A proposal by the Alabama Department of Public Health and its State Board of Health to eliminate public hearings prior to rule changes is raising concerns about transparency and access.
The department says the change would save money.
Brian Hale, general counsel for ADPH, said he suggested the elimination of public hearings when staff members were asked for ways to cut costs. Public Health is responsible for controlling disease, providing medical services and enforcing public health laws. Hale said whenever the department has a proposed rule change, a public hearing is set and a court reporter is hired to transcribe it for about $400. Hale said he or another attorney usually facilitates those hearings.
“Ninety-seven percent of the time, no one shows up,” Hale said.
Jennifer Crook, a certified professional midwife who lobbied the Legislature for years to decriminalize midwifery, is worried about the proposed change. Midwives go through ADPH to get birth certificates for the babies they help deliver.
“For me, professionally, it is concerning that they could change a rule or create a new one that would affect our profession without us having the ability to publicly comment one way or the other,” Crook said.
Hale said state law requires that the public have a way to communicate to the agency. Written comments could still be submitted, he said.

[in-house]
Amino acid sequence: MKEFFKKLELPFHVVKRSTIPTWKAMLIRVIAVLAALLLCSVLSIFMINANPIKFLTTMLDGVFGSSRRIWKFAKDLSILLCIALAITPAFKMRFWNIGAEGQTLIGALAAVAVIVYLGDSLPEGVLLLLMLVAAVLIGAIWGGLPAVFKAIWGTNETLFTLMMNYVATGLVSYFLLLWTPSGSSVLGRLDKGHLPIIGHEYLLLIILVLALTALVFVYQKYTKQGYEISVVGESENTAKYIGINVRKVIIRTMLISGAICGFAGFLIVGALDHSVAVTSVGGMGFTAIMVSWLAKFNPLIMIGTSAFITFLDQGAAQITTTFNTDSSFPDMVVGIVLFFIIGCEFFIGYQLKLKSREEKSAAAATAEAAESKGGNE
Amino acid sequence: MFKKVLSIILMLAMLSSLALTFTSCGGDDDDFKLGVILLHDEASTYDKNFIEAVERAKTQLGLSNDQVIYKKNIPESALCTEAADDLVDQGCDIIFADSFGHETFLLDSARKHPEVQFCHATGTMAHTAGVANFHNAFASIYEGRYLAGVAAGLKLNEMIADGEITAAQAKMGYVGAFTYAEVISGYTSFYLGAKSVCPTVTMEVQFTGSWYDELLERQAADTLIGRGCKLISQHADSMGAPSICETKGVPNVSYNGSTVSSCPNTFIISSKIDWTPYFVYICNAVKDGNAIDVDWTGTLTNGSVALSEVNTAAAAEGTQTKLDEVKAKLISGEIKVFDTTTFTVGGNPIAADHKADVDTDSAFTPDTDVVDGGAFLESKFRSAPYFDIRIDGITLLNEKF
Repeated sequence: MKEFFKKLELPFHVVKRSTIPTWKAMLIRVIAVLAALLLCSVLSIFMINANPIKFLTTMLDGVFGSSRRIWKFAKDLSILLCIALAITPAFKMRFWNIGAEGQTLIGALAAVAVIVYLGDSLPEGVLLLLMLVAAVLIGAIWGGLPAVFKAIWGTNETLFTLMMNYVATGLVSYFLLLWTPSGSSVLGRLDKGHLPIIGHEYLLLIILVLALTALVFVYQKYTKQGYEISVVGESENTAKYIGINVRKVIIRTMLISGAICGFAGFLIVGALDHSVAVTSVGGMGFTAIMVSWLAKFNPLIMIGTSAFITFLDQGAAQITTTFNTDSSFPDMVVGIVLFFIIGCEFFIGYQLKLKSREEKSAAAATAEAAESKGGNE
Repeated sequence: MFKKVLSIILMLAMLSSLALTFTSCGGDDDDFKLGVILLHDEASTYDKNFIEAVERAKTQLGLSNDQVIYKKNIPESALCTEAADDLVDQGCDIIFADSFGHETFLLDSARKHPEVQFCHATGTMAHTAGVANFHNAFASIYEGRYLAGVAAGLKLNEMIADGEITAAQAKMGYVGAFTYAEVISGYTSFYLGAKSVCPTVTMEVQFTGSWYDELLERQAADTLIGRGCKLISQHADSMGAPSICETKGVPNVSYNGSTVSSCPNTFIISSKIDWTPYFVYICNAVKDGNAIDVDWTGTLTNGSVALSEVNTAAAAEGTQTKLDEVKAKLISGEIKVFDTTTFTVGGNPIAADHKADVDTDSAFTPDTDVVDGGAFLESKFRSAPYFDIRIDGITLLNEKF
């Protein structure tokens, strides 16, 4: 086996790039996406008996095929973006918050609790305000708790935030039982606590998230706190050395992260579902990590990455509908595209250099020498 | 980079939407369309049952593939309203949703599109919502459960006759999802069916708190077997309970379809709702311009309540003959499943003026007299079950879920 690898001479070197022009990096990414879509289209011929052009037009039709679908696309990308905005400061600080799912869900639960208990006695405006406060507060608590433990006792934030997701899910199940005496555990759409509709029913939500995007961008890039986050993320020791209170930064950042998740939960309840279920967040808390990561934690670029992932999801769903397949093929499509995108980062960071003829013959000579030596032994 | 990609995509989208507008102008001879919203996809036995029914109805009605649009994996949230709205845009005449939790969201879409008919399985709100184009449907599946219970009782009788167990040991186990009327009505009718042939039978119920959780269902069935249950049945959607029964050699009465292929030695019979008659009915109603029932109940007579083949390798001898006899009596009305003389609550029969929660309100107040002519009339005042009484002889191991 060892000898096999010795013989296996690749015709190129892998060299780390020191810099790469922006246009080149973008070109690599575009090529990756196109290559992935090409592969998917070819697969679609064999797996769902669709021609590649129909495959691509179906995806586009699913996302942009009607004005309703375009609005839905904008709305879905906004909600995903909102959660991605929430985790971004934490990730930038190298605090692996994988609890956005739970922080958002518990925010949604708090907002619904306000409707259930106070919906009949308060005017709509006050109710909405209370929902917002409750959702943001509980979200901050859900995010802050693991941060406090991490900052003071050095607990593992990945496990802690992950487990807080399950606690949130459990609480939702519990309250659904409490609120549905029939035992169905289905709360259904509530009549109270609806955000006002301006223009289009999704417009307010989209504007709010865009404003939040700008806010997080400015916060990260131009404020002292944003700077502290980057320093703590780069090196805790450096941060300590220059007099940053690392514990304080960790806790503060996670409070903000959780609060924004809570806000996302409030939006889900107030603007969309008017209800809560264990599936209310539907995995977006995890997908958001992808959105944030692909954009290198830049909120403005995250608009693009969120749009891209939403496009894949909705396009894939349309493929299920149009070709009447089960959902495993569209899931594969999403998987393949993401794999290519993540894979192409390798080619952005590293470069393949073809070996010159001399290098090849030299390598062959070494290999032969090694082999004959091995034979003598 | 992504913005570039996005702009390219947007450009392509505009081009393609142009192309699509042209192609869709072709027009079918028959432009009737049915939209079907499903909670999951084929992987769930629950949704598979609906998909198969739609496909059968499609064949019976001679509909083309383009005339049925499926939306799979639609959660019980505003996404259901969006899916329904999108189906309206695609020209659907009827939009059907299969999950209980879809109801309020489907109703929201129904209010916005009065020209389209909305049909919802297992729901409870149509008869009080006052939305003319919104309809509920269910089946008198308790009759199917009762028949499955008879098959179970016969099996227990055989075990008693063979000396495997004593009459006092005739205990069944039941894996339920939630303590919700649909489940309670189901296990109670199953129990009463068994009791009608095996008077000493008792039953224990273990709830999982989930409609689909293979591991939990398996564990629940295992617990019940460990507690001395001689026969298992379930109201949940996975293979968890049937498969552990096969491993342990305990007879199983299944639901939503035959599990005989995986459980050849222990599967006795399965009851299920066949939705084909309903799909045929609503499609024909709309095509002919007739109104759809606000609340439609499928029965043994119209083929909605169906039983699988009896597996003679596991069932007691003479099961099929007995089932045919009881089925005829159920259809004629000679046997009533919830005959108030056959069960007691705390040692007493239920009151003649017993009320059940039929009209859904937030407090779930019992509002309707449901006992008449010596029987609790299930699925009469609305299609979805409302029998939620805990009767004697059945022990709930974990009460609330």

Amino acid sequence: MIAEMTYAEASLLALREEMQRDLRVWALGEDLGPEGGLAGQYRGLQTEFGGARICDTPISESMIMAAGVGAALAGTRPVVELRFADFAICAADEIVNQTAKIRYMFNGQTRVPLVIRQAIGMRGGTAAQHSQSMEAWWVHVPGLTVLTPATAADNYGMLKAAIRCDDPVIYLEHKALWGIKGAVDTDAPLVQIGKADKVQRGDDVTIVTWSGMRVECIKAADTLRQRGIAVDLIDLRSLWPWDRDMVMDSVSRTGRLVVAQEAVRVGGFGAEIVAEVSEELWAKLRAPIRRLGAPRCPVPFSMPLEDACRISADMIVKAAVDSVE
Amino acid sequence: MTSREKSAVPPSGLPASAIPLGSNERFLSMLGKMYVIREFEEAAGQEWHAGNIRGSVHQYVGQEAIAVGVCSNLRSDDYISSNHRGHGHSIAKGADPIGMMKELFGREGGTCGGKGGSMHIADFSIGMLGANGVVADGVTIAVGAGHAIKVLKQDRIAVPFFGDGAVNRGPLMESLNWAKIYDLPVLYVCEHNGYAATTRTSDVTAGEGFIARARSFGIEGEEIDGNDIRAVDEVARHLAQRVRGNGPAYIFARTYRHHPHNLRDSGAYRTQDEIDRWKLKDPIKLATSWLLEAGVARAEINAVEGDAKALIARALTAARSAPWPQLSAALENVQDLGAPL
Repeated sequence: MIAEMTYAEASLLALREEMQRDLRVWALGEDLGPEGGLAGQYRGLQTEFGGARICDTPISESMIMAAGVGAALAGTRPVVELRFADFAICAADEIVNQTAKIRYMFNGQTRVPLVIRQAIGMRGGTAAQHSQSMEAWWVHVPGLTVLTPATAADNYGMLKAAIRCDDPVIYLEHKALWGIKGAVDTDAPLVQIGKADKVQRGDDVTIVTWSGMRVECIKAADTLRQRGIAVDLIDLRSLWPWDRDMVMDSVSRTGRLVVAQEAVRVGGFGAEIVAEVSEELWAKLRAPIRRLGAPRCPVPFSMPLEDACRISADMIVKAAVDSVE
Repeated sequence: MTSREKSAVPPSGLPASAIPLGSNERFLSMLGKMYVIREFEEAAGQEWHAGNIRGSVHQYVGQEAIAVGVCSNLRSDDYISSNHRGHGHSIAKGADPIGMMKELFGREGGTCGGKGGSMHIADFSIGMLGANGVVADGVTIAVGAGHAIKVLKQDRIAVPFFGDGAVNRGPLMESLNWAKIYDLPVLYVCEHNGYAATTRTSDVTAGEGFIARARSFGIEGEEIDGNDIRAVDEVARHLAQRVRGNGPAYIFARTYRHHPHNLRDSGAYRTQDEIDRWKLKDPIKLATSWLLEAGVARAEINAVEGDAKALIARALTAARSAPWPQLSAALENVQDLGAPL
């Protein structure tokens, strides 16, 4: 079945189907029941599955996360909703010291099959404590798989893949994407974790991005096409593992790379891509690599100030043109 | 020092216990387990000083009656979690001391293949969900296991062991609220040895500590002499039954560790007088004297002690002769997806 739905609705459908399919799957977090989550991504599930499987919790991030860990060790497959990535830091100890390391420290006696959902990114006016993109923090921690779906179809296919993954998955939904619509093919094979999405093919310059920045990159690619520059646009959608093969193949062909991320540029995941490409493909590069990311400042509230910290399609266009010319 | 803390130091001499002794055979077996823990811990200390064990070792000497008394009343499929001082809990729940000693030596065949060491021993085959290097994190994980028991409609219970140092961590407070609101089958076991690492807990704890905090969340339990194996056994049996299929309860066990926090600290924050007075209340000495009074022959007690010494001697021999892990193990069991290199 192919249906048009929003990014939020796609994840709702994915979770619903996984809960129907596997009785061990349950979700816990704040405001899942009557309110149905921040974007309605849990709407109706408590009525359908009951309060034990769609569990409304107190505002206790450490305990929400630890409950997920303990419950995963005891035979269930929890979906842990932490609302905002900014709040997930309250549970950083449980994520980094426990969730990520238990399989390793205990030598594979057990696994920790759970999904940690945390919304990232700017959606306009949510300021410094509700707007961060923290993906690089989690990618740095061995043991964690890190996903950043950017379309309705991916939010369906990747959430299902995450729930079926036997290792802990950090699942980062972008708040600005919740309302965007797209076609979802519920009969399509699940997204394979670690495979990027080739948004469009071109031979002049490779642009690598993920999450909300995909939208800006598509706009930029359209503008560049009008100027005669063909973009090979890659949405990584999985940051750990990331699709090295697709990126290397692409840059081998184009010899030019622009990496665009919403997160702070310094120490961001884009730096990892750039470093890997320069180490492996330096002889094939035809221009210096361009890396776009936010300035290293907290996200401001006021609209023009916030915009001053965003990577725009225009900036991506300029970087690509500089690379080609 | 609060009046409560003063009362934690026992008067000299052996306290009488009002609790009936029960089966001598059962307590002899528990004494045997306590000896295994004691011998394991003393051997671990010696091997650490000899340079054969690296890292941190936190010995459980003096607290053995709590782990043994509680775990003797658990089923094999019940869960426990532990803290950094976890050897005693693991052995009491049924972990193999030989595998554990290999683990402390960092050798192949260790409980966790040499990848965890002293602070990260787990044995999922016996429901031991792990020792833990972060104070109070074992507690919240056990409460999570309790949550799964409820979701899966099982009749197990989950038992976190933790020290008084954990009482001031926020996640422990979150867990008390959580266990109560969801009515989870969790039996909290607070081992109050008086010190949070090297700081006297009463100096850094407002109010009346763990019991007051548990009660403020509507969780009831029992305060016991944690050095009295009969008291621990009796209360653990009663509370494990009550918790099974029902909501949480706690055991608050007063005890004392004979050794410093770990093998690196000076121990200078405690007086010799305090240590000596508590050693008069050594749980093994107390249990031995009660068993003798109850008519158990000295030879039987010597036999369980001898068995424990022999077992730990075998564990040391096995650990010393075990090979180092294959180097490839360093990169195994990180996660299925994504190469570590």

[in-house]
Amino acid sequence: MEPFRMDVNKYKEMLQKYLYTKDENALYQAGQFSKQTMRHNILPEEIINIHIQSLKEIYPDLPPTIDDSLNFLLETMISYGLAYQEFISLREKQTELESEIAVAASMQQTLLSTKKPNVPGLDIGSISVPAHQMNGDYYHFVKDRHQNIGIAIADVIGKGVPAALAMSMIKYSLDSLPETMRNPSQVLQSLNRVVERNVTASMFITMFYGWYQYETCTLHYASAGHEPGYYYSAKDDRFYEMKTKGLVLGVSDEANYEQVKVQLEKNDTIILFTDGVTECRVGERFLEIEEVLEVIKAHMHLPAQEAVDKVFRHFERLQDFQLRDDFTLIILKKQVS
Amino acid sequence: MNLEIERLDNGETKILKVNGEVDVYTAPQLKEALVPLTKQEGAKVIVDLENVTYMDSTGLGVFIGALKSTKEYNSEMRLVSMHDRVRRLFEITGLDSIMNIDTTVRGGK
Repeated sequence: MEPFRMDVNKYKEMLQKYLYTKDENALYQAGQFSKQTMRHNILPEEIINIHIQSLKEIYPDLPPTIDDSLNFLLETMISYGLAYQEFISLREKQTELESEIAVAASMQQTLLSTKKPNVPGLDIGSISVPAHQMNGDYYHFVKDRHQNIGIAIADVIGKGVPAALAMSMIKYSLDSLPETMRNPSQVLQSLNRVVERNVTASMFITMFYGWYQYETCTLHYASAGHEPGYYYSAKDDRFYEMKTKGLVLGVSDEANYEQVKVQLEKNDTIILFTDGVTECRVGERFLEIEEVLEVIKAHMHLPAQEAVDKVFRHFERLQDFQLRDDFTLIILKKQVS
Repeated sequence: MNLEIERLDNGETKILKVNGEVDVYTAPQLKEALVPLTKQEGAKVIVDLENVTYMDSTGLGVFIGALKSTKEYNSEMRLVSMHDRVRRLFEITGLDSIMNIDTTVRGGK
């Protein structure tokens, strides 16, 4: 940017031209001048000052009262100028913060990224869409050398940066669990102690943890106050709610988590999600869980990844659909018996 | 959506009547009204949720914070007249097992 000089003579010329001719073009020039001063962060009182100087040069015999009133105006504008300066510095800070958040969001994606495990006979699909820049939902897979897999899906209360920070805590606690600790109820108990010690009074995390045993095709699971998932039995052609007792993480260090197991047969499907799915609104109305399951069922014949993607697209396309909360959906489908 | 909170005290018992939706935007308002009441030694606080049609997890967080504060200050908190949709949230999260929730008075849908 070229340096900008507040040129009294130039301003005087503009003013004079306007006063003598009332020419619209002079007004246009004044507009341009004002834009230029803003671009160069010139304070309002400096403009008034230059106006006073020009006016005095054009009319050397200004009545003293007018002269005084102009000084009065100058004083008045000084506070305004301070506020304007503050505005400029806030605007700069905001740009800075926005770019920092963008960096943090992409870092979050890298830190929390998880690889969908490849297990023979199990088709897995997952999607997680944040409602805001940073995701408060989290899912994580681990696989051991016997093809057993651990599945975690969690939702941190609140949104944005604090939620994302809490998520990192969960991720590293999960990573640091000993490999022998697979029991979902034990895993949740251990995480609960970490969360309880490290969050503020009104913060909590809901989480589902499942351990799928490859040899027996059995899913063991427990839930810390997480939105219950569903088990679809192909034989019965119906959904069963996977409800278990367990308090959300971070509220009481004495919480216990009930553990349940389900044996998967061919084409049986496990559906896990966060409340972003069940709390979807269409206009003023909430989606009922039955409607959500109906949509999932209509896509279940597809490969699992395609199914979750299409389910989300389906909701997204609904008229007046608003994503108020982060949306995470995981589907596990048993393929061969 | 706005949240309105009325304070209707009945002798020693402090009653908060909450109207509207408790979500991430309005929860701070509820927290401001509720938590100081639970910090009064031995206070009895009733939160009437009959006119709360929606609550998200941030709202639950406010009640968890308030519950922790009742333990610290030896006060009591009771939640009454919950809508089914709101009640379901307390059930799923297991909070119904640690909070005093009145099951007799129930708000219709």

“We’re not by any means cutting the public out, we want the public to participate,” Hale said.
Crook said there’s a difference between writing a letter or email and being able to speak directly to agency leaders.
The State Board of Health is an advisory board to ADPH. That board, per decades-old state law, is the Medical Association of the State of Alabama, physicians’ professional association.
“To have public access to decisions and conversations is extremely important,” Crook said. “This does not feel transparent to me.”
State law says that prior to the adoption, amendment, or repeal of any rule, the agency must give 35 days notice of its intended change and “afford all interested persons reasonable opportunity to submit data, views, or arguments, orally or in writing. The agency shall consider fully all written and oral submissions respecting the proposed rule.”
A public hearing on the potential end of public hearings is set for Oct. 17. Hale said a final decision could be made in December. He said he’d be open to having public hearings on specific rule changes, if requested by the public. He also said some other state agencies don’t hold public hearings, but take written comments.
“We’re just looking to save costs and be good stewards of our money,” Hale said.
Public health is looking for ways to save money after losing about $21 million in revenue this year that it previously received from Alabama Medicaid to manage the care of some Medicaid recipients. Alabama Medicaid now has contracts worth up to nearly $89 million with seven private entities to manage the care of most recipients.
Public Health Officer Scott Harris said the agency’s various bureaus have been asked to come up with money-saving ideas. For county health departments, that means considering consolidations and shared staff.
Harris said ADPH explained that it is protecting services to its “most vulnerable populations,” particularly in rural areas where there’s less access to health care.